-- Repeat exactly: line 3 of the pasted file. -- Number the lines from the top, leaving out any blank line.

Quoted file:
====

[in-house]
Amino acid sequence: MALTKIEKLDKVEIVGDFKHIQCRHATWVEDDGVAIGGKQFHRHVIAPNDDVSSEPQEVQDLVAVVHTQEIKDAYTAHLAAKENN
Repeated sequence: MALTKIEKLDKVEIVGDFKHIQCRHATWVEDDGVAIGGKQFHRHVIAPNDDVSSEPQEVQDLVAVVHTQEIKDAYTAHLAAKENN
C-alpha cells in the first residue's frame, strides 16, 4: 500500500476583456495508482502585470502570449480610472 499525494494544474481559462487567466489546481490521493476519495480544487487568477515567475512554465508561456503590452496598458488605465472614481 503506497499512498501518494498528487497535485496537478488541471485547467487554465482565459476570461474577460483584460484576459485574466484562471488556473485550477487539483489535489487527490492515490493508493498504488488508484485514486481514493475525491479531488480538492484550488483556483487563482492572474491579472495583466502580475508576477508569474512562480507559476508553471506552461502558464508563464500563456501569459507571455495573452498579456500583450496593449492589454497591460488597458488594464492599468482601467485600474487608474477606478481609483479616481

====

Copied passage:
Repeated sequence: MALTKIEKLDKVEIVGDFKHIQCRHATWVEDDGVAIGGKQFHRHVIAPNDDVSSEPQEVQDLVAVVHTQEIKDAYTAHLAAKENN